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Elysium, Matt Damon

Phil is an author, blogger and Twitterer.

RATING: 3 stars (out of 4)

Even in the year 2154, the ageless Matt Damon will still look like Good Will ready to go hunting. But he will be bald and wear robotic shoulder pads that give him cyborg superpowers such as hadoukens and roll-tosses. He’ll still solve complex mathematical equations on the fly, ask you whether or not you like them apples and, when he absolutely has to, go see about girls.

Things will have changed, though. Flying cars will cruise the skyline, robocops will hassle poor people and all the rich people will have given up on the planet and gone off to a SoHo in the sky, a space station named Elysium.

It all looks so darned real, you’d swear it was filmed on location of a 15-year-old’s hyperactive, sci-fi-addled brain. Credit goes to South African writer/director Neill Blomkamp — who shows his feel for a gritty and ugly, yet still mind-blowing future — for not stopping with what he showed in the dazzling District 9 in 2009. In Elysium, buildings have decayed into grotesque skeletons, homeless people scurry around polluted, overpopulated slums and the few lucky enough to have jobs amid the squalor have to smack aside child beggars on their way to the office.

Damon plays Max, a factory worker who in long-ago flashbacks promised his childhood crush he would take her to Elysium. Even as a kid, the guy always had the best lines.

Fast-forward to 2155, and Damon is a bald, tattooed ex-con who toils in a robocop factory and whose job description consists of getting fried by radioactive waste. His unfeeling corporate overlords tell him he has just a few days to live, and instead of a severance check and gold watch, all they’re willing to give him are pills that will allow him to run around and kill things right up until all his organs explode.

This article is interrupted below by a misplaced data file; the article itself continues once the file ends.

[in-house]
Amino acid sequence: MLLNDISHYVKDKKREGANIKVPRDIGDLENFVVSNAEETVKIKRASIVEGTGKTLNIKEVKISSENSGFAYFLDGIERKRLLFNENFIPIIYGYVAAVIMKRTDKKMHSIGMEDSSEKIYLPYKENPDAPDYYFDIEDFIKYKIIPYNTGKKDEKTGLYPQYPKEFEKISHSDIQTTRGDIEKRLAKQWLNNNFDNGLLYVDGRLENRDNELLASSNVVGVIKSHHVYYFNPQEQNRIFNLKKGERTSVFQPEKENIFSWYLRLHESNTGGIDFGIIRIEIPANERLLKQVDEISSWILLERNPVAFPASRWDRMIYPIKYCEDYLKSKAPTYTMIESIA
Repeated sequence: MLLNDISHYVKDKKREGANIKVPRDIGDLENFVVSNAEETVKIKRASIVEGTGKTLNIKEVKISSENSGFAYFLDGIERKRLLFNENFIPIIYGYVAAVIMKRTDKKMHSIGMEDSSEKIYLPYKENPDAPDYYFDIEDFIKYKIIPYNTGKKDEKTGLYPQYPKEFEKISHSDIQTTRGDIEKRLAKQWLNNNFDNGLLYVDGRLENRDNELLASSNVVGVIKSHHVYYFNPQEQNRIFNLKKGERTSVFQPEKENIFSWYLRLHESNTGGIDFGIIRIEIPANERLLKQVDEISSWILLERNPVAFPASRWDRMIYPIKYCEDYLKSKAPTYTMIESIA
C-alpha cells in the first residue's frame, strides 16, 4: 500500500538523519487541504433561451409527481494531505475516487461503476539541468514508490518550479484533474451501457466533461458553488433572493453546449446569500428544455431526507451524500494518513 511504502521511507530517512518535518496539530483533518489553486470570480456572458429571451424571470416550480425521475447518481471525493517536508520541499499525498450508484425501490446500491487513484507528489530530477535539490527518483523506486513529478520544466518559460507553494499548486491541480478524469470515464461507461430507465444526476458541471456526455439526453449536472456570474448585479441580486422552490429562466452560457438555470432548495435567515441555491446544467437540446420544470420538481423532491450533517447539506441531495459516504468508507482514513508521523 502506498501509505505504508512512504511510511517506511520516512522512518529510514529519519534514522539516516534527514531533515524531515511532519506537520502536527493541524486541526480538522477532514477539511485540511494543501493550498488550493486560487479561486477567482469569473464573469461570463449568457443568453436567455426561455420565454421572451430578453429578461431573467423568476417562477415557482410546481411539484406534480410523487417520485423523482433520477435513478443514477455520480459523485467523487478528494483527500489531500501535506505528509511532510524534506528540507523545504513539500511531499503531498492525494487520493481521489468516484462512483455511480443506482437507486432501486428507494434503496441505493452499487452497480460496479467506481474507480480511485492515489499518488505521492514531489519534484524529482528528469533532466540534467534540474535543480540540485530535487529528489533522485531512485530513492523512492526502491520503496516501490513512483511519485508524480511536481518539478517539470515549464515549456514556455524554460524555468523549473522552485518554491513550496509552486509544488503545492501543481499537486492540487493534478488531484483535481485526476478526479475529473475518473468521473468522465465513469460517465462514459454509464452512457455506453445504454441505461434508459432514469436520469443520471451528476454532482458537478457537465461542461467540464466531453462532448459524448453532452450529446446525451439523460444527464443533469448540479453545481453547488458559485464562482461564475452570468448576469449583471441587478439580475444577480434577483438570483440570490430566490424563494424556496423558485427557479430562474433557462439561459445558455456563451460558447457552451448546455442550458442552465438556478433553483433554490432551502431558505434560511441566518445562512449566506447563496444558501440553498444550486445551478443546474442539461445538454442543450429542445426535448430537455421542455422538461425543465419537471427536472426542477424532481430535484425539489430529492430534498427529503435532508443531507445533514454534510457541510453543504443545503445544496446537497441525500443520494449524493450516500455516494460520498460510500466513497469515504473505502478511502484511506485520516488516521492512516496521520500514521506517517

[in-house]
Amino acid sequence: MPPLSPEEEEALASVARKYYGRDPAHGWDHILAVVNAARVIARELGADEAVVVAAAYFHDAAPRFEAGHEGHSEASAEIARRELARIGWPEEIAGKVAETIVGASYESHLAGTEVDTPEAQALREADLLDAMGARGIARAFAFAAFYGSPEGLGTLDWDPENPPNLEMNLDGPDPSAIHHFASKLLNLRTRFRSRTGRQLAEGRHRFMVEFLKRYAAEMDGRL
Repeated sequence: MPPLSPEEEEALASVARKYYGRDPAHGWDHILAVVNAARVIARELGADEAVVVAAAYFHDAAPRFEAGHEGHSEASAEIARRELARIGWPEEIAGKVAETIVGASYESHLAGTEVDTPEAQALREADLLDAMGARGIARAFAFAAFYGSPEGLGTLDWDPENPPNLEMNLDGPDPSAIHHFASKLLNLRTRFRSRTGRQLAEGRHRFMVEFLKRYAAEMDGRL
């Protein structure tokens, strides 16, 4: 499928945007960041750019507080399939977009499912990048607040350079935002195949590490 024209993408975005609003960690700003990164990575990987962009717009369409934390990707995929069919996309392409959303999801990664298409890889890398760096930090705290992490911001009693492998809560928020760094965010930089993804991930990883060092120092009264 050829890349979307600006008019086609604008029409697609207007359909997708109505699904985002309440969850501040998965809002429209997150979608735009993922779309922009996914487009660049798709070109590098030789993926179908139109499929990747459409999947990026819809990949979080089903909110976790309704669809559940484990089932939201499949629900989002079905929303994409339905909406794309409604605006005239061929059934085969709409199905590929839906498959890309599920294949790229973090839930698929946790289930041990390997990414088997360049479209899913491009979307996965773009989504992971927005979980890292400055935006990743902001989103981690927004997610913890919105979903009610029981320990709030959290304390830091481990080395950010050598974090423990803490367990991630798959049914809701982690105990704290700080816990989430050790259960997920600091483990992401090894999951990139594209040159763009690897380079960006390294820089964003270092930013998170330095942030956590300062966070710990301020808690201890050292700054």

It’s a raw deal, but Max is cool with it. Because now that he has nothing to lose, he figures he may as well try to find a way to space-shuttle himself to Elysium where he can snag some high-class, Canadian-style single-payer universal healthcare and heal himself as well as the daughter of his former and current crush (Alexa Vega). In order to find a way up there, Max makes a deal with a black market gang leader that scores him the robo-shoulder pads and fake ID he needs to sneak his way up to the promised land.

Max’s mission is to kill and/or suck information out of the brains of lots and lots of robocops, a Mad Max clone, an evil corporate exec and whatever other random buildings and cars he feels like blowing up. Damon is in dart-eyed Jason Bourne mode, making it seem like so much fun to destroy and explode everything because he’s so serious as he does it.

While there’s potential in the setup for some thought-provoking commentary about society, the class divide and humanity’s reckless willingness to cede control to artificial intelligence, Blomkamp pretty much tosses that all the side in order to let Damon rock it in destroyatron mode. It’s all fun and exciting, and I’d rather the filmmaker just go with what’s working rather than try to get all preachy and important, so it works.

All the while, some evil politician played by Jodie Foster — you know she’s really evil because her hair is short and she sometimes speaks French — schemes and plots Max’s demise. As I watched her scenes, I wished for just one thing from the movie — that its final battle wouldn’t put her against Max in the most unfair fistfight ever staged. Without spoiling whether or not the movie ends that way, I can say unequivocally Damon is serious about about his girl, even if she misunderstands his devotion and goes off to Stanford on bad terms. Them apples are just fine, as is Elysium.

Starring Matt Damon, Jodie Foster, Sharito Copley, Alice Braga and Diego Luna. Written and directed by Neill Blomkamp. 109 minutes. Rated R.

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